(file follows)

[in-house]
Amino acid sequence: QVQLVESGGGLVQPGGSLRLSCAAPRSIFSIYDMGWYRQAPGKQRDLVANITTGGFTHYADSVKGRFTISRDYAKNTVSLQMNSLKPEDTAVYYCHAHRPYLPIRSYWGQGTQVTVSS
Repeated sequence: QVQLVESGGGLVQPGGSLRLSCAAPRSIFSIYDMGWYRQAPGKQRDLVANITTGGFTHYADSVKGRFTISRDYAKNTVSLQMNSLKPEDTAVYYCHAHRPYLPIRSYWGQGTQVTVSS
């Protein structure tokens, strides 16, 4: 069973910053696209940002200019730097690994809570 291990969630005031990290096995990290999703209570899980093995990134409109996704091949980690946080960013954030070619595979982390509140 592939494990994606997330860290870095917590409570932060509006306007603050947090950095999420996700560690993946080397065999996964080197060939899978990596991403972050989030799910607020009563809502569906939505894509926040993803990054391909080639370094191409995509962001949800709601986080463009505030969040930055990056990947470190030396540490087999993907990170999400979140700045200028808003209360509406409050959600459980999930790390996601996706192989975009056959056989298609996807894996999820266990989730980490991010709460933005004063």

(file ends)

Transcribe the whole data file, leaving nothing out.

[in-house]
Amino acid sequence: QVQLVESGGGLVQPGGSLRLSCAAPRSIFSIYDMGWYRQAPGKQRDLVANITTGGFTHYADSVKGRFTISRDYAKNTVSLQMNSLKPEDTAVYYCHAHRPYLPIRSYWGQGTQVTVSS
Repeated sequence: QVQLVESGGGLVQPGGSLRLSCAAPRSIFSIYDMGWYRQAPGKQRDLVANITTGGFTHYADSVKGRFTISRDYAKNTVSLQMNSLKPEDTAVYYCHAHRPYLPIRSYWGQGTQVTVSS
């Protein structure tokens, strides 16, 4: 069973910053696209940002200019730097690994809570 291990969630005031990290096995990290999703209570899980093995990134409109996704091949980690946080960013954030070619595979982390509140 592939494990994606997330860290870095917590409570932060509006306007603050947090950095999420996700560690993946080397065999996964080197060939899978990596991403972050989030799910607020009563809502569906939505894509926040993803990054391909080639370094191409995509962001949800709601986080463009505030969040930055990056990947470190030396540490087999993907990170999400979140700045200028808003209360509406409050959600459980999930790390996601996706192989975009056959056989298609996807894996999820266990989730980490991010709460933005004063």